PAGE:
Forever Young: How design must anticipate human longevity

Recent advances in healthcare have led to prospects of dramatic increase in life span, only a few medical breakthroughs away. This has resulted in a shift from healthcare as means to cure to a goal of achieving a constant state of well-being. This shift permeates across generations as young and old alike seek to enjoy a healthy life for longer, to be forever young.

The studio seeks to embrace this cultural and technological drive for a healthy life and explore its impacts, consequences, and possibilities for how we design.

Healthy life extension is a process where through medical and societal advances the effects of aging can be slowed to allow people to live longer and healthier lives. In 1841, a baby girl was expected to live to just 42 years of age. The average person born in 1960 was expected to live to 69 years of age. Today, the average life expectancy in the Western world is 79.5.

While advances in gene manipulation and anti-aging therapy may grab headlines and be the envy of the ultra-rich, the more basic and granular public health developments of improving environmental conditions, increased social welfare, and better education and economic status have a larger effect on people’s lives and are the more effective way to improve overall health across communities. This holistic focus on healthy living, whereby all aspects of our daily life have an impact on how well, and how long, our life is, can be seen as a shift away from a mentality of Cure to one of Care.

Relating to the built environment as a medical prognosis has been best manifested in architectural Modernism. From the concept of the City as a Disease to The City as a Cure, we often talk about the built environment as if it were a body. Post-COVID world, where our health-obsessed society became even more proficient in medical-biological syntax and processes, presents the opportunity to enhance the correlation between building and medical processes, which we will investigate further in the studio.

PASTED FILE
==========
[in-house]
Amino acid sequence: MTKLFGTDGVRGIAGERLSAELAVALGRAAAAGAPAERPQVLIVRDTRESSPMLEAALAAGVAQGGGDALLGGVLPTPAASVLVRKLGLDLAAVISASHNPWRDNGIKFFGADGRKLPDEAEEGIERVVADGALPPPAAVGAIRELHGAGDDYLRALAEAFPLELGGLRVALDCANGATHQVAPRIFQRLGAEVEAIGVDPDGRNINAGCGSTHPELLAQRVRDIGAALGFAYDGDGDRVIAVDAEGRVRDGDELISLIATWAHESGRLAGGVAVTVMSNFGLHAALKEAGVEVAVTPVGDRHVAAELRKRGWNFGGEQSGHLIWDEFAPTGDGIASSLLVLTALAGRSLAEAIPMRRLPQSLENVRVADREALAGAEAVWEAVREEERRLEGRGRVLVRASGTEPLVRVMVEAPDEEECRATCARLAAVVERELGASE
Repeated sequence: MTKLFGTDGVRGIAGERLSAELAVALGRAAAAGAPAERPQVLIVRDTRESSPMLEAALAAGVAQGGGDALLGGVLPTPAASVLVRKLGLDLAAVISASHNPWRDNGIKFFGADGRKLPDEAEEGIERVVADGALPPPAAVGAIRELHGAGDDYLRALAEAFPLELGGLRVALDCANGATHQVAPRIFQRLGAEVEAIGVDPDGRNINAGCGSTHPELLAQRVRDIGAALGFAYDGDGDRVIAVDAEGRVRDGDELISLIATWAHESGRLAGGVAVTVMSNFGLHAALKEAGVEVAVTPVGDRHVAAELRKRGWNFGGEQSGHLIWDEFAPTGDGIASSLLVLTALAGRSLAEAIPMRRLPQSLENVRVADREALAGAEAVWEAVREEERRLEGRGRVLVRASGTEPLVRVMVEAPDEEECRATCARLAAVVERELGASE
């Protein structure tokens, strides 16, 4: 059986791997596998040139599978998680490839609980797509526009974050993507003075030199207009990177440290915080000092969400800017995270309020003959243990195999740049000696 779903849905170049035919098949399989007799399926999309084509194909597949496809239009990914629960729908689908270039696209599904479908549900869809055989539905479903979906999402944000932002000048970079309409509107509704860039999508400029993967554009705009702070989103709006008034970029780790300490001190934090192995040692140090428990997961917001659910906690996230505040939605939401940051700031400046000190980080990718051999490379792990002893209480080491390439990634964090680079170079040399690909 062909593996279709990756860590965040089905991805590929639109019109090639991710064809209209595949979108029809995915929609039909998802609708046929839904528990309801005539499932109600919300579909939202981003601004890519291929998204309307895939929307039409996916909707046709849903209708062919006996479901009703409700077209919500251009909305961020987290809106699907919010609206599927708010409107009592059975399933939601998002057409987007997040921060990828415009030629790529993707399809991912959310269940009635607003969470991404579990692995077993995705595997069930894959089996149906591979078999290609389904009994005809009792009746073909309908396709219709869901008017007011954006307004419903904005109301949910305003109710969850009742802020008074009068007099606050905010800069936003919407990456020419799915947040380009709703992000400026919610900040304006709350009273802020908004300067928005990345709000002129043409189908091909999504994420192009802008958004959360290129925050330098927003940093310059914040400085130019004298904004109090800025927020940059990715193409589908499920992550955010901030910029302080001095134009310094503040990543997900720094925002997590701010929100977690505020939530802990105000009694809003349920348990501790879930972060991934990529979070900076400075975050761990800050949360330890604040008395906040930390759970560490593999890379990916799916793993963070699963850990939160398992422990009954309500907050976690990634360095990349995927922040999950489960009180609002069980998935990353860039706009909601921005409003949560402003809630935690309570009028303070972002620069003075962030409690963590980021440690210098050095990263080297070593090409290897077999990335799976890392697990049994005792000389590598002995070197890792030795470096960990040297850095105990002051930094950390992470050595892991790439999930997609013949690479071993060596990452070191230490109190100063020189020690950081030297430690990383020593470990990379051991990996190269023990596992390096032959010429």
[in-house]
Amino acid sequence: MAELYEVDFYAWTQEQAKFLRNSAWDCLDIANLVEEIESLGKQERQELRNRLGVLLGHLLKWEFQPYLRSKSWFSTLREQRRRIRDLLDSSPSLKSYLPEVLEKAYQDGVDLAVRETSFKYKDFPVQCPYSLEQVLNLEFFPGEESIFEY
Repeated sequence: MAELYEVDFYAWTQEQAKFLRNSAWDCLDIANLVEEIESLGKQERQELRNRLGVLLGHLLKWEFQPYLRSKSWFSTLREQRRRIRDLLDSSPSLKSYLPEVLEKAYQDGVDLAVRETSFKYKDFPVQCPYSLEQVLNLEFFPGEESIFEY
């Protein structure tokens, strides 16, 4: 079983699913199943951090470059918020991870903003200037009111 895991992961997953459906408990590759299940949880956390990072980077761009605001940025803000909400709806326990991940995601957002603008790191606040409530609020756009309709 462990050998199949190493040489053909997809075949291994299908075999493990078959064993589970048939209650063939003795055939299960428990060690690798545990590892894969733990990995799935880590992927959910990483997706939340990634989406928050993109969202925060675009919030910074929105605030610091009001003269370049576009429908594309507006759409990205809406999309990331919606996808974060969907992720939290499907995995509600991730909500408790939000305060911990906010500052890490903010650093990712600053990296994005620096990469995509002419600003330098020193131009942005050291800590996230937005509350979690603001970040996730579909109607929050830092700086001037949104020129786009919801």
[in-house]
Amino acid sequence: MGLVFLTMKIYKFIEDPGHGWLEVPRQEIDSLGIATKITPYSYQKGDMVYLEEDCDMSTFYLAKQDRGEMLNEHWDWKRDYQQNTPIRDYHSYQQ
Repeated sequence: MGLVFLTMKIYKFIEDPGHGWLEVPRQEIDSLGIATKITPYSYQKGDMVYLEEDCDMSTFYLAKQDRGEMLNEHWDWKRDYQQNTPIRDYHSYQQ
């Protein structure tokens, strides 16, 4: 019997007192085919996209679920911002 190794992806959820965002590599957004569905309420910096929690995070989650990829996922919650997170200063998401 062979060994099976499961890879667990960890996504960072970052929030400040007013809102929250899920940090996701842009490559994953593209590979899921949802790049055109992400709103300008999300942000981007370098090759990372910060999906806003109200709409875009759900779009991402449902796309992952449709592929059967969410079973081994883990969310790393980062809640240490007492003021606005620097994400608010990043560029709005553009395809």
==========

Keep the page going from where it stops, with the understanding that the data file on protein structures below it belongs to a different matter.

The studio wants to explore what the impact is of increased longevity on how we build and design for the long term. What will this mean for our planet’s finite resources? What new ways of living and set of life choices will be available with an extra dozens of years of life?

We embrace the myriad of technologies used to prolong healthy life, from the miraculous to the mundane, and want to see how they can fit into our ways of thinking about the built environment. Fundamentally, we want to project and imagine the possibilities created by the profound cultural and social shifts healthy life extension allows.

This studio is the third in a series of On Health GSD Option Design studios. On Health III (2022) will focus on design from the perspective of biological, mental and environmental longevity and will consider how design can prepare us for a better, longer life. We will focus on mixed-use inner-city typology and will speculate on design for longevity for people, nature and the built environment.

The studio will focus on strategies for mixed use, healthy and circular neighbourhood. The students will apply their research on health with spatial intervention in three scales – the body scale, a building scale and the urban scale.

The studio trip will be to Fire Island where we will look at built examples that translate healthy and communal lifestyle into healthy living by the sea. Looking at the local timber house as a prototype for healthy living will be then translated to an urban location – NYC pier on the Hudson.

The site of intervention will be located next to the new Google HQ on the Hudson River (Pier 53). The abandoned pier will offer opportunities to develop a healthy neighbourhood by the water for a multi-general community.